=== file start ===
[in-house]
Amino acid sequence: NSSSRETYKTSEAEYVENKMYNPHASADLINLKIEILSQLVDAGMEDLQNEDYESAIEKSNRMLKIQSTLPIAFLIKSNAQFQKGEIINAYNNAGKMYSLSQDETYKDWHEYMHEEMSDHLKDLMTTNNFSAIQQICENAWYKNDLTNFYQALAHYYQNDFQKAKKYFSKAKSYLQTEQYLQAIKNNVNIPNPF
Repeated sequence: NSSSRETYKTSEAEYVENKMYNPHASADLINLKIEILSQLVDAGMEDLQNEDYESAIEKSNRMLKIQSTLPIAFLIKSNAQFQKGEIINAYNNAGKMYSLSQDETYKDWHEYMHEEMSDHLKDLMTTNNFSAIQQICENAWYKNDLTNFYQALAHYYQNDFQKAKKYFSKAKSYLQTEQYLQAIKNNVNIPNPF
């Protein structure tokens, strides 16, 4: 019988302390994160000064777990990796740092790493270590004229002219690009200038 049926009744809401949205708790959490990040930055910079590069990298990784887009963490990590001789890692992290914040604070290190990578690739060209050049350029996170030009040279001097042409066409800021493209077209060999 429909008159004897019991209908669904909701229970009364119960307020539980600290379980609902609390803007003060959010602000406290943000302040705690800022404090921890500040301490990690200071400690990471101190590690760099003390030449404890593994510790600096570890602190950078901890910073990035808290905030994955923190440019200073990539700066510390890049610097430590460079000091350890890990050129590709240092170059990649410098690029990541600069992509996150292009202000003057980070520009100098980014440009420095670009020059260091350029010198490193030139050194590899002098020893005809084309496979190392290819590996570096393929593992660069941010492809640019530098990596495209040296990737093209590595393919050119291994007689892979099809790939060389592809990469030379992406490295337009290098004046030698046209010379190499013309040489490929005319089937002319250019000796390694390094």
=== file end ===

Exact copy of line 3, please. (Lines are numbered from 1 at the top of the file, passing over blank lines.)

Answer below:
Repeated sequence: NSSSRETYKTSEAEYVENKMYNPHASADLINLKIEILSQLVDAGMEDLQNEDYESAIEKSNRMLKIQSTLPIAFLIKSNAQFQKGEIINAYNNAGKMYSLSQDETYKDWHEYMHEEMSDHLKDLMTTNNFSAIQQICENAWYKNDLTNFYQALAHYYQNDFQKAKKYFSKAKSYLQTEQYLQAIKNNVNIPNPF